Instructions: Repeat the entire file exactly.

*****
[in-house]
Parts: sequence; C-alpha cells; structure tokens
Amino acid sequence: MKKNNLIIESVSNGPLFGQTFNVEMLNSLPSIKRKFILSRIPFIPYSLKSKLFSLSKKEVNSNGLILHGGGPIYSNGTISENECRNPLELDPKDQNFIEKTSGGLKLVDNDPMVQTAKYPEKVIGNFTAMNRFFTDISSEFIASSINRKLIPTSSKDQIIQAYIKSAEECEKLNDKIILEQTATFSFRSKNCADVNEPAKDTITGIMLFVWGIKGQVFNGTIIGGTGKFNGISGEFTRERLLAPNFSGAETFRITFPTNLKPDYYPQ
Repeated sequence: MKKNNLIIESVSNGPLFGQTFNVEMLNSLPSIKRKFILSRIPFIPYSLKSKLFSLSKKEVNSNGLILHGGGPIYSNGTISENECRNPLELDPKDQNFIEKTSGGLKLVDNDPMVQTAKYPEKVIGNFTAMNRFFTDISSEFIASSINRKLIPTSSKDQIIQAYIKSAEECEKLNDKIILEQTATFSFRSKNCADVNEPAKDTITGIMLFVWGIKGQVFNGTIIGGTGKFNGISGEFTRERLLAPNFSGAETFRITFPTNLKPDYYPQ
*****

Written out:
[in-house]
Parts: sequence; C-alpha cells; structure tokens
Amino acid sequence: MKKNNLIIESVSNGPLFGQTFNVEMLNSLPSIKRKFILSRIPFIPYSLKSKLFSLSKKEVNSNGLILHGGGPIYSNGTISENECRNPLELDPKDQNFIEKTSGGLKLVDNDPMVQTAKYPEKVIGNFTAMNRFFTDISSEFIASSINRKLIPTSSKDQIIQAYIKSAEECEKLNDKIILEQTATFSFRSKNCADVNEPAKDTITGIMLFVWGIKGQVFNGTIIGGTGKFNGISGEFTRERLLAPNFSGAETFRITFPTNLKPDYYPQ
Repeated sequence: MKKNNLIIESVSNGPLFGQTFNVEMLNSLPSIKRKFILSRIPFIPYSLKSKLFSLSKKEVNSNGLILHGGGPIYSNGTISENECRNPLELDPKDQNFIEKTSGGLKLVDNDPMVQTAKYPEKVIGNFTAMNRFFTDISSEFIASSINRKLIPTSSKDQIIQAYIKSAEECEKLNDKIILEQTATFSFRSKNCADVNEPAKDTITGIMLFVWGIKGQVFNGTIIGGTGKFNGISGEFTRERLLAPNFSGAETFRITFPTNLKPDYYPQ